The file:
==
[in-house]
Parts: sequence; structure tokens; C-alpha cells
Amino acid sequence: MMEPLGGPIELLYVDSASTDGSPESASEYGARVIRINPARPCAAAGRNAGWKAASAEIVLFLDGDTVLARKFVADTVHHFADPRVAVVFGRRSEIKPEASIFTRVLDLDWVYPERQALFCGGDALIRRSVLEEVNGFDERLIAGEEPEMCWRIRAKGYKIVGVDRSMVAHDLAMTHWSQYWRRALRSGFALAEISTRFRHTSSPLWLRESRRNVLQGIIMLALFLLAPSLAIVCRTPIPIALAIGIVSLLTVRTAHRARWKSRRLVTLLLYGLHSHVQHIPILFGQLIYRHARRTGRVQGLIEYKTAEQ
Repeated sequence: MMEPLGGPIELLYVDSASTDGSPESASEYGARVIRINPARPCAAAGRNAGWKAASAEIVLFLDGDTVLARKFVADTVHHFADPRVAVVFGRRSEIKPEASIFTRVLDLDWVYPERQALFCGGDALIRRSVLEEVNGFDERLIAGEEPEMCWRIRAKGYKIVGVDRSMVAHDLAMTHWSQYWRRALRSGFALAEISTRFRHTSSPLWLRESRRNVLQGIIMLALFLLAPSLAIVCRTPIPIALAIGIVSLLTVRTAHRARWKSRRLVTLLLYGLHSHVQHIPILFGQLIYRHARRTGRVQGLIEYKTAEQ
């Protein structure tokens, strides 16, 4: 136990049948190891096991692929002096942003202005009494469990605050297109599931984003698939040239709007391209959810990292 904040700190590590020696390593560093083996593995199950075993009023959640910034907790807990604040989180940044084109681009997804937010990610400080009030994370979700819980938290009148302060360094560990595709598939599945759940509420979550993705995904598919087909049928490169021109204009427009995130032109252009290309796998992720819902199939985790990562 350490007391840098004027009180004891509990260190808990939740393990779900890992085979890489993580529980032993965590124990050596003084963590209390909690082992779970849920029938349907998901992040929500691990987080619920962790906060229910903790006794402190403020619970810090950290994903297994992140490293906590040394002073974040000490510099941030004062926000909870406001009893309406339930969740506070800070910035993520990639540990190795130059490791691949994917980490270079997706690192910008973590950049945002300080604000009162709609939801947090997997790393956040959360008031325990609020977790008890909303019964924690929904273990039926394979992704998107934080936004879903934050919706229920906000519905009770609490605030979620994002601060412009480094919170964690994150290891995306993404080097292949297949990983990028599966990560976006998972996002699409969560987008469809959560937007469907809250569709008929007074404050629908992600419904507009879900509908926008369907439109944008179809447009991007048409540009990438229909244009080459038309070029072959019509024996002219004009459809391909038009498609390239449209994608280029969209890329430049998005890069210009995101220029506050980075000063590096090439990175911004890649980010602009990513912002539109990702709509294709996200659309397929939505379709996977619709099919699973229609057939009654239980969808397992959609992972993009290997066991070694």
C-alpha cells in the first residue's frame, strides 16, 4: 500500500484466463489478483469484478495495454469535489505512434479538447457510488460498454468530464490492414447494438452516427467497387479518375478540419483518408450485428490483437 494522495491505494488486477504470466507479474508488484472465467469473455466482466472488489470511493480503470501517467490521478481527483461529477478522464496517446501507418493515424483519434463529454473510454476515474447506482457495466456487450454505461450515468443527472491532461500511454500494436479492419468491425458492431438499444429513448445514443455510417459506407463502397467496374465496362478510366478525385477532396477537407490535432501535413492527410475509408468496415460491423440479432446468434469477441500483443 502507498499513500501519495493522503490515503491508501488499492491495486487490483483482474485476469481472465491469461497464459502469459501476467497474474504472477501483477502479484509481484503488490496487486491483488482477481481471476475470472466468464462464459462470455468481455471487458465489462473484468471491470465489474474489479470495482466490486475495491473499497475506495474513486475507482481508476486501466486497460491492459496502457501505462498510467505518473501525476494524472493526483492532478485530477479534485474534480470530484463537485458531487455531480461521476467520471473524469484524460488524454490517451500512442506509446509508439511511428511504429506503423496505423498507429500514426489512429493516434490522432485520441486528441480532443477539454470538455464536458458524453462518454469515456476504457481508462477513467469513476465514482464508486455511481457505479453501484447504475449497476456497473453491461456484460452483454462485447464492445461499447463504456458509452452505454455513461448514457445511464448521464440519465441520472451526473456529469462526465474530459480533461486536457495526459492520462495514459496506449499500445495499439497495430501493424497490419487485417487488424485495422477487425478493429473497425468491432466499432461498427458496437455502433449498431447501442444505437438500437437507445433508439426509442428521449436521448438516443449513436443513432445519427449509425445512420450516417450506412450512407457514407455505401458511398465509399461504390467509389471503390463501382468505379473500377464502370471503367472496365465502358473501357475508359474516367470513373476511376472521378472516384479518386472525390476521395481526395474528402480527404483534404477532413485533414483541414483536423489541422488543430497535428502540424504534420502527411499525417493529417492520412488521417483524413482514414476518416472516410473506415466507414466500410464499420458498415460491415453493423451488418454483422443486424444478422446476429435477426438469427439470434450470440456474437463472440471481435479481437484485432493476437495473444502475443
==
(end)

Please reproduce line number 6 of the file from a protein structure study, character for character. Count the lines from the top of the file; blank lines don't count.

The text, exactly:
C-alpha cells in the first residue's frame, strides 16, 4: 500500500484466463489478483469484478495495454469535489505512434479538447457510488460498454468530464490492414447494438452516427467497387479518375478540419483518408450485428490483437 494522495491505494488486477504470466507479474508488484472465467469473455466482466472488489470511493480503470501517467490521478481527483461529477478522464496517446501507418493515424483519434463529454473510454476515474447506482457495466456487450454505461450515468443527472491532461500511454500494436479492419468491425458492431438499444429513448445514443455510417459506407463502397467496374465496362478510366478525385477532396477537407490535432501535413492527410475509408468496415460491423440479432446468434469477441500483443 502507498499513500501519495493522503490515503491508501488499492491495486487490483483482474485476469481472465491469461497464459502469459501476467497474474504472477501483477502479484509481484503488490496487486491483488482477481481471476475470472466468464462464459462470455468481455471487458465489462473484468471491470465489474474489479470495482466490486475495491473499497475506495474513486475507482481508476486501466486497460491492459496502457501505462498510467505518473501525476494524472493526483492532478485530477479534485474534480470530484463537485458531487455531480461521476467520471473524469484524460488524454490517451500512442506509446509508439511511428511504429506503423496505423498507429500514426489512429493516434490522432485520441486528441480532443477539454470538455464536458458524453462518454469515456476504457481508462477513467469513476465514482464508486455511481457505479453501484447504475449497476456497473453491461456484460452483454462485447464492445461499447463504456458509452452505454455513461448514457445511464448521464440519465441520472451526473456529469462526465474530459480533461486536457495526459492520462495514459496506449499500445495499439497495430501493424497490419487485417487488424485495422477487425478493429473497425468491432466499432461498427458496437455502433449498431447501442444505437438500437437507445433508439426509442428521449436521448438516443449513436443513432445519427449509425445512420450516417450506412450512407457514407455505401458511398465509399461504390467509389471503390463501382468505379473500377464502370471503367472496365465502358473501357475508359474516367470513373476511376472521378472516384479518386472525390476521395481526395474528402480527404483534404477532413485533414483541414483536423489541422488543430497535428502540424504534420502527411499525417493529417492520412488521417483524413482514414476518416472516410473506415466507414466500410464499420458498415460491415453493423451488418454483422443486424444478422446476429435477426438469427439470434450470440456474437463472440471481435479481437484485432493476437495473444502475443